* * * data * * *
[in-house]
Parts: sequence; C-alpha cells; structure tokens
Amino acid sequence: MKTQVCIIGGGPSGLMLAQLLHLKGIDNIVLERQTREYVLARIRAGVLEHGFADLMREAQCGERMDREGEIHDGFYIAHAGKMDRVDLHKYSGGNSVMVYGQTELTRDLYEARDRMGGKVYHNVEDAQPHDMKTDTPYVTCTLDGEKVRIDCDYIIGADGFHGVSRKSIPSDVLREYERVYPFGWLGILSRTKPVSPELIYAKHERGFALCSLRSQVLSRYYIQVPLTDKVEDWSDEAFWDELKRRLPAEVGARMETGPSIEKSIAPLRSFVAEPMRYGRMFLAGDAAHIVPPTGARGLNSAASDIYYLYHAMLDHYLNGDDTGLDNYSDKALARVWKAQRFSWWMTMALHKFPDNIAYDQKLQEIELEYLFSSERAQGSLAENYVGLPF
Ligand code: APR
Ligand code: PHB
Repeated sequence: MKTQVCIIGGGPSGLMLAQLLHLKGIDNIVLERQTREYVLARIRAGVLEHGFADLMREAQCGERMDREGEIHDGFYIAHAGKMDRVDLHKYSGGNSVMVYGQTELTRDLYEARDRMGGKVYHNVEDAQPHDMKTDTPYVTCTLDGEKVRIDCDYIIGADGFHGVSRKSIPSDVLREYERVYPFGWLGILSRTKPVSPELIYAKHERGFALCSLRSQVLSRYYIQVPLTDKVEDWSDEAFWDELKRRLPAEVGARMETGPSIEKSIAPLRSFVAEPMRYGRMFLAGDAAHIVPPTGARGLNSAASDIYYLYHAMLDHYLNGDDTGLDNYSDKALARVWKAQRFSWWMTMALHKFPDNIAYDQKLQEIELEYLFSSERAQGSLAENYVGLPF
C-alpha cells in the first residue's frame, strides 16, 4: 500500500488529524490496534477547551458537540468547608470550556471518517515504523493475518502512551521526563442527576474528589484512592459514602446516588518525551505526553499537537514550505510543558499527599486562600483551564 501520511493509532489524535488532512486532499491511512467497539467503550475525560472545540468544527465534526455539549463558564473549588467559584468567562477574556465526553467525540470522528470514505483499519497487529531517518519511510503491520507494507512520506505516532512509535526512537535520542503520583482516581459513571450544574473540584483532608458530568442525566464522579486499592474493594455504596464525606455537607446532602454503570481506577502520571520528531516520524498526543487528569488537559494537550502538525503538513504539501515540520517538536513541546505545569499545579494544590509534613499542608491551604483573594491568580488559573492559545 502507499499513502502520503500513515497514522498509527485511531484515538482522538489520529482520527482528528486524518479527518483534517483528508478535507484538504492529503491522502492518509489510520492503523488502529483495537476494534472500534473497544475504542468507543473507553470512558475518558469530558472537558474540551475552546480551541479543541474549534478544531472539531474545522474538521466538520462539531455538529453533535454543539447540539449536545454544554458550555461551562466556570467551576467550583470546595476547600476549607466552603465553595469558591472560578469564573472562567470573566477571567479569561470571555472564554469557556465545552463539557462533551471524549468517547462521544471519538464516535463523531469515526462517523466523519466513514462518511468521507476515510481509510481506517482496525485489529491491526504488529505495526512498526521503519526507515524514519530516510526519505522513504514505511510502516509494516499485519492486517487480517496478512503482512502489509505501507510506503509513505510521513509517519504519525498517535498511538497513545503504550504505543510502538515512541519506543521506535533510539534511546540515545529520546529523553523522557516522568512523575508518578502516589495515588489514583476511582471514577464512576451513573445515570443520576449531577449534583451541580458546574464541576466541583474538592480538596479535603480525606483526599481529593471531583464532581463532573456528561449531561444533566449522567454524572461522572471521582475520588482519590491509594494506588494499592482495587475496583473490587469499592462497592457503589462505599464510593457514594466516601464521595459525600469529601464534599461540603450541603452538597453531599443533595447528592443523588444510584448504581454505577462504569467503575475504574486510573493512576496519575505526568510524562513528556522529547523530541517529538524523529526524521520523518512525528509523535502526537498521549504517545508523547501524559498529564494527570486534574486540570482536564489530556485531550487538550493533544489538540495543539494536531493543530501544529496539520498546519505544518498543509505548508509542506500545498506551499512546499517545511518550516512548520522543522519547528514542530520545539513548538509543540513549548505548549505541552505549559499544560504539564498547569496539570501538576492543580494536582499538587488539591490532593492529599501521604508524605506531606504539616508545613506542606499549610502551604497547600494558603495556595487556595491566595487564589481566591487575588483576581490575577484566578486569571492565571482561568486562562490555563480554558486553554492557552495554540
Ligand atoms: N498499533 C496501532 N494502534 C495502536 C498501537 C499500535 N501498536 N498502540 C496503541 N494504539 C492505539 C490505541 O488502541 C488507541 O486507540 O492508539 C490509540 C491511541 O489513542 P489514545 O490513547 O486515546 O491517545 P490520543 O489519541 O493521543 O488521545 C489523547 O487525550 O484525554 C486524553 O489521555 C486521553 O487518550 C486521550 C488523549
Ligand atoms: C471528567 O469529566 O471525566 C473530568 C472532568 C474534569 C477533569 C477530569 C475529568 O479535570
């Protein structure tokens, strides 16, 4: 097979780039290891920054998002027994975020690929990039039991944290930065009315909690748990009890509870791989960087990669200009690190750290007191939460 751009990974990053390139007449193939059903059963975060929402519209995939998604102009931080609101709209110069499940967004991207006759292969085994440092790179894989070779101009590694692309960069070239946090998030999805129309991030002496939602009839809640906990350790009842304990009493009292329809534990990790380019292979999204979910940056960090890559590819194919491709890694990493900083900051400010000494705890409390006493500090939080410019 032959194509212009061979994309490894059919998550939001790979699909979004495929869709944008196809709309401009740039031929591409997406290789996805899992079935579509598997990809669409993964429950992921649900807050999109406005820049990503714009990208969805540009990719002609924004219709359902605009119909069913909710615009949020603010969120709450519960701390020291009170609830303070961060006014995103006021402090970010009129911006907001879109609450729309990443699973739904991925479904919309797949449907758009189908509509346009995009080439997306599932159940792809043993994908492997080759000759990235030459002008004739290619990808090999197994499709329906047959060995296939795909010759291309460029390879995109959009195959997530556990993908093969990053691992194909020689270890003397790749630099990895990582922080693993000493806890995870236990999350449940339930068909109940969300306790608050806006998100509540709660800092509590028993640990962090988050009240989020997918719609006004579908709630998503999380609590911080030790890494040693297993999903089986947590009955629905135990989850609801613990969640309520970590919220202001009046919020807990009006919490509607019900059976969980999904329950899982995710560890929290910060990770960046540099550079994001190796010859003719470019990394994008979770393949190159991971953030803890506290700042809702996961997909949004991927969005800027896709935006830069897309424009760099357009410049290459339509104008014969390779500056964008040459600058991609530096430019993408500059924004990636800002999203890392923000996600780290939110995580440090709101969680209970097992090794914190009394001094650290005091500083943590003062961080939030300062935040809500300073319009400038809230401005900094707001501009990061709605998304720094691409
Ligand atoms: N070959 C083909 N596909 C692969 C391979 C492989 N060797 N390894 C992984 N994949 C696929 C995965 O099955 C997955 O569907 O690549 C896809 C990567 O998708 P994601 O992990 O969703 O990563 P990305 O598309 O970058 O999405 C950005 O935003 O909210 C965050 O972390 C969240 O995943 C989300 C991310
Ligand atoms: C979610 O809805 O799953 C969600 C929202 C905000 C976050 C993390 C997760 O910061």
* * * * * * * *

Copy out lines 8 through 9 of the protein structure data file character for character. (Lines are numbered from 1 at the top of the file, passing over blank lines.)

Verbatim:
Ligand atoms: N498499533 C496501532 N494502534 C495502536 C498501537 C499500535 N501498536 N498502540 C496503541 N494504539 C492505539 C490505541 O488502541 C488507541 O486507540 O492508539 C490509540 C491511541 O489513542 P489514545 O490513547 O486515546 O491517545 P490520543 O489519541 O493521543 O488521545 C489523547 O487525550 O484525554 C486524553 O489521555 C486521553 O487518550 C486521550 C488523549
Ligand atoms: C471528567 O469529566 O471525566 C473530568 C472532568 C474534569 C477533569 C477530569 C475529568 O479535570